Buckle Up Poughkeepsie

Published by Joshua Simons on

By Josh Simons with kt Tobin

The past two posts in this series have described the uptick in the trend of people moving to the Hudson Valley en masse from New York City in the wake of the COVID pandemic as well as predictions about the scale of this phenomenon (big!), and including the forecast that the most transformative change in the Hudson Valley will be seen in the City of Poughkeepsie.

A parade in Poughkeepsie circa 1950. via NYgen.net

Looking back at how the city got to where it is today, Poughkeepsie has failed to realize the vision of its 1998 comprehensive plan and now 22 years later it remains dated and unchanged. Further, we covered the damaging effects of Poughkeepsie’s use of an antiquated and inequitable delinquent taxes collection method and how that practice has contributed to its failure to address its problem with vacant and abandoned properties. Still, despite these previous criticisms, the crisis of the global pandemic now presents opportunities for Poughkeepsie.

It is important to first elaborate on what is meant by “transformative change.” It does not mean that Poughkeepsie is going to have the most people move to it (though it may), and it is not necessarily the case that there will be a massive amount of new construction (in the short term anyway) that would change the layout of the city. What I do mean is that Poughkeepsie is going to undergo rapid change in the same way that the cities of Hudson and Beacon have already. There are several indicators that a mix of younger professionals and younger families will move to Poughkeepsie from New York City looking for a mix of rural and urban amenities, walkable neighborhoods, and access to the natural environment. With this influx of people/customers/clients, businesses in the city, especially those based on hospitality, will flourish.

This may seem like a bold prediction, but the data we have gathered indicates that the same kind of real estate boom that Kingston is now experiencing is similarly going on in the City of Poughkeepsie. Using publicly available data from zillow.com on recent residential sales, here is a brief comparison of the two housing markets. The results are surprising.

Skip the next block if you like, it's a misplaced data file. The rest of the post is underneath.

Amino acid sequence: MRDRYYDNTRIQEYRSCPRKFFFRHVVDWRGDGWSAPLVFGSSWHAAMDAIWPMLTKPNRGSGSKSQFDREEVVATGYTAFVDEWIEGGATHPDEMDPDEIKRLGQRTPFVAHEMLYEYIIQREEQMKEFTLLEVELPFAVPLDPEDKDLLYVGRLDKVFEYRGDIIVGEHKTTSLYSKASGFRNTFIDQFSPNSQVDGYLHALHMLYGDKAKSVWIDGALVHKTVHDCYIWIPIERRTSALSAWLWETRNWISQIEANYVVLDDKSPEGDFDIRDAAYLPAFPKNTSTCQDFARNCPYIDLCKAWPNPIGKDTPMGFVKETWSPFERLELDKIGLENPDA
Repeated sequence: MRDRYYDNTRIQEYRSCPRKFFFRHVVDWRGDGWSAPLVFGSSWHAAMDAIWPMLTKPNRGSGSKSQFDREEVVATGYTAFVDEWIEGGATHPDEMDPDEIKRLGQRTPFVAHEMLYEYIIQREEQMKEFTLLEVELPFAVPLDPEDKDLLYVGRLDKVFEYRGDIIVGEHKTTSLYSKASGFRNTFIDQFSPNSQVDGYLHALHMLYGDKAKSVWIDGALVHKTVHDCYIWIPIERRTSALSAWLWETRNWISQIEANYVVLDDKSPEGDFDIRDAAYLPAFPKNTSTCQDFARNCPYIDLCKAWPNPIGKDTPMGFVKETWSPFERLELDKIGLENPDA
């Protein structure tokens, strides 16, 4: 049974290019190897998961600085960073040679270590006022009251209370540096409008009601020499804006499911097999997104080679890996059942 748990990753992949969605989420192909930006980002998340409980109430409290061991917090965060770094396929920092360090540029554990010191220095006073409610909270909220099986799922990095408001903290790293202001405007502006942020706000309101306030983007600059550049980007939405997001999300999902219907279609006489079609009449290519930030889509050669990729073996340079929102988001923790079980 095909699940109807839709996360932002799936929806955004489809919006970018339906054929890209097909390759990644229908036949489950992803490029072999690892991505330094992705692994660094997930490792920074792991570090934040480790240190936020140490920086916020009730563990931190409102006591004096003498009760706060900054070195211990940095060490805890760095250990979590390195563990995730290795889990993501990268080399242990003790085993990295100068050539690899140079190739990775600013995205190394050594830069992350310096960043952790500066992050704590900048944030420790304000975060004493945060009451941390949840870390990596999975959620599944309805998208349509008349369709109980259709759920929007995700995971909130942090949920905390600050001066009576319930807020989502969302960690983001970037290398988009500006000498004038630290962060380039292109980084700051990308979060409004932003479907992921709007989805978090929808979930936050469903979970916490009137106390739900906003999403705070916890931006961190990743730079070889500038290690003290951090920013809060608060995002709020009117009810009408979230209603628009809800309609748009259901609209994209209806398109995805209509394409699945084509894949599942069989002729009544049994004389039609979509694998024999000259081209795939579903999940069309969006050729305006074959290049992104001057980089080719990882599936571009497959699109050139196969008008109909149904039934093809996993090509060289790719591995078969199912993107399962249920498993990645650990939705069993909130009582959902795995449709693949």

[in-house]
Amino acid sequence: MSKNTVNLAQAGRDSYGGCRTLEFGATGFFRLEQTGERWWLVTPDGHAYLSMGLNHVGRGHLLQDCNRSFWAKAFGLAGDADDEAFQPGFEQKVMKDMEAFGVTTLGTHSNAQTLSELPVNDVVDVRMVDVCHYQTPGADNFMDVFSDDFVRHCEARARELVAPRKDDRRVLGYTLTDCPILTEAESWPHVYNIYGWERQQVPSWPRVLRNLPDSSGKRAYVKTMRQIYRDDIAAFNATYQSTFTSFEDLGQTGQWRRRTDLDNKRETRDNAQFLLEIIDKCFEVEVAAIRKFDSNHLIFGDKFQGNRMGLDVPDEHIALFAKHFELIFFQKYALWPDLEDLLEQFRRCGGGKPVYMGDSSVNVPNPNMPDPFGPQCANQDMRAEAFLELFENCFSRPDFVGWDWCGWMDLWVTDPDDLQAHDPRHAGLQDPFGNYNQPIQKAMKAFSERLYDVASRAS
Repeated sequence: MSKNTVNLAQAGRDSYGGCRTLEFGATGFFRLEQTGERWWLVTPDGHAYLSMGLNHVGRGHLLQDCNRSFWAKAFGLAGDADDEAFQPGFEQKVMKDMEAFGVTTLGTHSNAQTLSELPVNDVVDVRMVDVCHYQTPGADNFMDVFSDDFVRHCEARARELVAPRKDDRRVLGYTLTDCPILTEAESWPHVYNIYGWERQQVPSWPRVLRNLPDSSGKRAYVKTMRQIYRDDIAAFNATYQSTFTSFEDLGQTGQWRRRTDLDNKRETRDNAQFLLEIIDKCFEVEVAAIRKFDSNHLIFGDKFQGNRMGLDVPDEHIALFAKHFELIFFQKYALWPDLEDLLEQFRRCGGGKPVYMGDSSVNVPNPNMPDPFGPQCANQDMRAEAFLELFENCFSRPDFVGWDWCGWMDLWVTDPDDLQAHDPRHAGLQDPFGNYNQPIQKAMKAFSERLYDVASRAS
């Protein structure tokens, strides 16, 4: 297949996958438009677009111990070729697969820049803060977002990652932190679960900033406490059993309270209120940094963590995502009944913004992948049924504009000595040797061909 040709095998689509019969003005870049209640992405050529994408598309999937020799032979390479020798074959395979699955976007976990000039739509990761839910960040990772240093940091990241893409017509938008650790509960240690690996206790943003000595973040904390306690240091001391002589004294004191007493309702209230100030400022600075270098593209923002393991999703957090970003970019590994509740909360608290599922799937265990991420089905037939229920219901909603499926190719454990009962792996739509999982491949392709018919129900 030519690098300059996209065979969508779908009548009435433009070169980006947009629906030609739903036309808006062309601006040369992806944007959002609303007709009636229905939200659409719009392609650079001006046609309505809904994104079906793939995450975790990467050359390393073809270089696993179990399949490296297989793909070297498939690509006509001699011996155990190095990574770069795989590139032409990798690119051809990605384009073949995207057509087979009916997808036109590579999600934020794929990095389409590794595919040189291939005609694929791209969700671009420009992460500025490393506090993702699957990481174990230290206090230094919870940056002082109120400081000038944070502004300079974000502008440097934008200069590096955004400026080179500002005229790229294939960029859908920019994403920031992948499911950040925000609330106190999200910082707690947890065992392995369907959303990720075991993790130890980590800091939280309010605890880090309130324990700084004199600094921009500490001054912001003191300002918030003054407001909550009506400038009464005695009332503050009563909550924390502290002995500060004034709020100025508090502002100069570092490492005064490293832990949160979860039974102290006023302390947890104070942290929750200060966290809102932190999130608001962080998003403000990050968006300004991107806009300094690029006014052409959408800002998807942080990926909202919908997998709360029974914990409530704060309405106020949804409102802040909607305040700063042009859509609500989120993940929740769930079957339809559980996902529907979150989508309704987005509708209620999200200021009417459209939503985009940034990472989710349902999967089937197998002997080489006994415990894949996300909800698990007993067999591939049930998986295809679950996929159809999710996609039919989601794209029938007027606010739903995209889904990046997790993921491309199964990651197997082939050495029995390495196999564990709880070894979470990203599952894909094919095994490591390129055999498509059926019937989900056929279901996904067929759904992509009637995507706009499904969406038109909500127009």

The Data After retrieving six months (May-October 2020) of data for all residential sales in the city limits of both Kingston and Poughkeepsie, the information was cleaned and verified to make ready for analysis Zillow’s stats on sale price, date sold, square feet, bedrooms, and bathrooms. Properties transferred as the result of tax foreclosure or tax lien sale were eliminated from the dataset. The first unexpected data point was that in that six month period, 29 more homes were sold in Poughkeepsie (157) than in Kingston (128). That said, perhaps the difference in volume could be explained by the scale of the cities. But when normalized by sales per 1,000 residents, the volume of sales is roughly the same; Poughkeepsie (5.15), Kingston (5.57). Still, given all the buzz about Kingston and crickets about Poughkeepsie, this news is surprising.

Sources: for population, US Census American Community Survey; all else, Zillow.com and Benjamin Center

Though the volume of sales is negligibly higher in Kingston it is remarkable that residential properties in Poughkeepsie have sold at such a similar rate. The Kingston market hasn’t cooled off. The Poughkeepsie market has heated up.

The average sale price for a residential property in Poughkeepsie was lower ($223,283 compared to $247,449 in Kingston), but the average square footage of the homes sold was greater by more than 300 square feet (2,033 in Poughkeepsie; 1,701 in Kingston). The cost per square foot of residential property in Poughkeepsie was $109.85 vs. $145.51 in Kingston. While these numbers don’t reflect the condition of the housing stock being sold, these broad brush measures indicate that people who are buying property in Poughkeepsie are getting more for their money, at least in terms of size, which is perhaps one reason why Poughkeepsie has a higher volume of sales. The average number of bedrooms and bathrooms is roughly comparable between the two cities; roughly three bedrooms and two bathrooms. This average is driven up by the sale of multi-unit apartment buildings.